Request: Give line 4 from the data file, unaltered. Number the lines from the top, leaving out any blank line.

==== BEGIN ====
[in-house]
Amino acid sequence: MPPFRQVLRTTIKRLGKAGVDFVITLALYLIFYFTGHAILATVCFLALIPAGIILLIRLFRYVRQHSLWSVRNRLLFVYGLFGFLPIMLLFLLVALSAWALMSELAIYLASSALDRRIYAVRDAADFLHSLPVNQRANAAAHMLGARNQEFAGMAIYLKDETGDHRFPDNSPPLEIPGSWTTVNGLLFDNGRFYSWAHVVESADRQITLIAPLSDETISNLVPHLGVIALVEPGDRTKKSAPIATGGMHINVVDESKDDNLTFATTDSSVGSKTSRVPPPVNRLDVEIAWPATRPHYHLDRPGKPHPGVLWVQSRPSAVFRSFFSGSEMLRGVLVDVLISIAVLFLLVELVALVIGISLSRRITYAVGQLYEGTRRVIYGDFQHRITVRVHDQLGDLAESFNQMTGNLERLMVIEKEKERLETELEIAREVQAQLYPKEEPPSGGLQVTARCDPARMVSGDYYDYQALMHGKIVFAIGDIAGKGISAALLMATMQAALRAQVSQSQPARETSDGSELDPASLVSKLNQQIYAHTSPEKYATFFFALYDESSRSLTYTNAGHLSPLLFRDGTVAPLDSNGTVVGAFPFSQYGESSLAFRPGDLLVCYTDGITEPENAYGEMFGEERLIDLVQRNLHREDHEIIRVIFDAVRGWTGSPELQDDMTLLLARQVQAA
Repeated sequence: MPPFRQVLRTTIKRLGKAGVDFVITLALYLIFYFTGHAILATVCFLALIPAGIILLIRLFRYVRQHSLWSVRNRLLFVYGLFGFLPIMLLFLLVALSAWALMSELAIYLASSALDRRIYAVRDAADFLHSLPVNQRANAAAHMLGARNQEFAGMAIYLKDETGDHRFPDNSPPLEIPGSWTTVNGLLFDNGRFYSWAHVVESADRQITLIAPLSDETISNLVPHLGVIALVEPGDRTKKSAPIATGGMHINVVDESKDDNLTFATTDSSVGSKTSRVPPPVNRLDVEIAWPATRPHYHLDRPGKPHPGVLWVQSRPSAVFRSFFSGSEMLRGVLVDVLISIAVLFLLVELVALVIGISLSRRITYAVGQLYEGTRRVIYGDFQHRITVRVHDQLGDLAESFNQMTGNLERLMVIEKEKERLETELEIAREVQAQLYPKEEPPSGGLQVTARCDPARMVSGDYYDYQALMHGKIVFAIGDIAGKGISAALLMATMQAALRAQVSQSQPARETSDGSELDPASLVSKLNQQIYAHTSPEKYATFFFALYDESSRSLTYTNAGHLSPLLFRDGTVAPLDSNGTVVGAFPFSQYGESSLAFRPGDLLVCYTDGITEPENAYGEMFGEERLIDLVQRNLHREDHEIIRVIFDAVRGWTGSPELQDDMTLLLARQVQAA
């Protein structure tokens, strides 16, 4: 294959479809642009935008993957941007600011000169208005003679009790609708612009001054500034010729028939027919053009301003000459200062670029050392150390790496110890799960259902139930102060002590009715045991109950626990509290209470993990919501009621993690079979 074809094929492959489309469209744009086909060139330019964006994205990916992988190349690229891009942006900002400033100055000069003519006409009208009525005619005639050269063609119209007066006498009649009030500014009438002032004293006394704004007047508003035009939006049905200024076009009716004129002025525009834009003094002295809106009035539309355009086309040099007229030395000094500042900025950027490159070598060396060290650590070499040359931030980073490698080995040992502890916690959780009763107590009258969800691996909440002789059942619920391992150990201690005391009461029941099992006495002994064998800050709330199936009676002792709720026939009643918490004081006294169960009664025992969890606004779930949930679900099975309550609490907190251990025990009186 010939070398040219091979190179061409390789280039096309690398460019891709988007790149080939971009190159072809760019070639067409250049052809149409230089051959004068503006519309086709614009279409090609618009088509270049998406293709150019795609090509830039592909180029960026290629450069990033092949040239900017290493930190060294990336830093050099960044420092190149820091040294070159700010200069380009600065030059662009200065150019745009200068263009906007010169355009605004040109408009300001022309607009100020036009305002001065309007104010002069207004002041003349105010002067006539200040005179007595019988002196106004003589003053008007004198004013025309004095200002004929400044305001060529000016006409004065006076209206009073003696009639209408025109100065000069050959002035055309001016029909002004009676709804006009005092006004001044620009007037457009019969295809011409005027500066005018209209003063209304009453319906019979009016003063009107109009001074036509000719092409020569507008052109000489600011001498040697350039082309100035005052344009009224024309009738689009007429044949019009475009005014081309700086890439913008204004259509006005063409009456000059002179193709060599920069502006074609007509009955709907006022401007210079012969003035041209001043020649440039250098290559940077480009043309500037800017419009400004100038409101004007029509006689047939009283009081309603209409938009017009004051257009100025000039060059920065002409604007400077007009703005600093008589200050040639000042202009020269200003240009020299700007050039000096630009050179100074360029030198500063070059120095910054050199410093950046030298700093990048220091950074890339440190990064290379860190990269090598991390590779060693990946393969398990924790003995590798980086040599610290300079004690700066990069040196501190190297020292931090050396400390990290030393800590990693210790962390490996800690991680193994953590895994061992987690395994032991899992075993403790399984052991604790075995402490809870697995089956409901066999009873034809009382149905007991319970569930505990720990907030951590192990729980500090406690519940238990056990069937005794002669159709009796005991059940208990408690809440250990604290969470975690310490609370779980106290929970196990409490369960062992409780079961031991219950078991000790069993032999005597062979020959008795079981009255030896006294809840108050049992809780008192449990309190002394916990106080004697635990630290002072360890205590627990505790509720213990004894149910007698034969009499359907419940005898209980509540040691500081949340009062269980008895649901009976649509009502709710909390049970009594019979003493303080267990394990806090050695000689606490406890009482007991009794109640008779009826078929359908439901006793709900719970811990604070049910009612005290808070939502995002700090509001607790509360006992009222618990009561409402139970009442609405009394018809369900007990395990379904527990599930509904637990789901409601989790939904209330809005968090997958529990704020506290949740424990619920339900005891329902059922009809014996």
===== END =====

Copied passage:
């Protein structure tokens, strides 16, 4: 294959479809642009935008993957941007600011000169208005003679009790609708612009001054500034010729028939027919053009301003000459200062670029050392150390790496110890799960259902139930102060002590009715045991109950626990509290209470993990919501009621993690079979 074809094929492959489309469209744009086909060139330019964006994205990916992988190349690229891009942006900002400033100055000069003519006409009208009525005619005639050269063609119209007066006498009649009030500014009438002032004293006394704004007047508003035009939006049905200024076009009716004129002025525009834009003094002295809106009035539309355009086309040099007229030395000094500042900025950027490159070598060396060290650590070499040359931030980073490698080995040992502890916690959780009763107590009258969800691996909440002789059942619920391992150990201690005391009461029941099992006495002994064998800050709330199936009676002792709720026939009643918490004081006294169960009664025992969890606004779930949930679900099975309550609490907190251990025990009186 010939070398040219091979190179061409390789280039096309690398460019891709988007790149080939971009190159072809760019070639067409250049052809149409230089051959004068503006519309086709614009279409090609618009088509270049998406293709150019795609090509830039592909180029960026290629450069990033092949040239900017290493930190060294990336830093050099960044420092190149820091040294070159700010200069380009600065030059662009200065150019745009200068263009906007010169355009605004040109408009300001022309607009100020036009305002001065309007104010002069207004002041003349105010002067006539200040005179007595019988002196106004003589003053008007004198004013025309004095200002004929400044305001060529000016006409004065006076209206009073003696009639209408025109100065000069050959002035055309001016029909002004009676709804006009005092006004001044620009007037457009019969295809011409005027500066005018209209003063209304009453319906019979009016003063009107109009001074036509000719092409020569507008052109000489600011001498040697350039082309100035005052344009009224024309009738689009007429044949019009475009005014081309700086890439913008204004259509006005063409009456000059002179193709060599920069502006074609007509009955709907006022401007210079012969003035041209001043020649440039250098290559940077480009043309500037800017419009400004100038409101004007029509006689047939009283009081309603209409938009017009004051257009100025000039060059920065002409604007400077007009703005600093008589200050040639000042202009020269200003240009020299700007050039000096630009050179100074360029030198500063070059120095910054050199410093950046030298700093990048220091950074890339440190990064290379860190990269090598991390590779060693990946393969398990924790003995590798980086040599610290300079004690700066990069040196501190190297020292931090050396400390990290030393800590990693210790962390490996800690991680193994953590895994061992987690395994032991899992075993403790399984052991604790075995402490809870697995089956409901066999009873034809009382149905007991319970569930505990720990907030951590192990729980500090406690519940238990056990069937005794002669159709009796005991059940208990408690809440250990604290969470975690310490609370779980106290929970196990409490369960062992409780079961031991219950078991000790069993032999005597062979020959008795079981009255030896006294809840108050049992809780008192449990309190002394916990106080004697635990630290002072360890205590627990505790509720213990004894149910007698034969009499359907419940005898209980509540040691500081949340009062269980008895649901009976649509009502709710909390049970009594019979003493303080267990394990806090050695000689606490406890009482007991009794109640008779009826078929359908439901006793709900719970811990604070049910009612005290808070939502995002700090509001607790509360006992009222618990009561409402139970009442609405009394018809369900007990395990379904527990599930509904637990789901409601989790939904209330809005968090997958529990704020506290949740424990619920339900005891329902059922009809014996």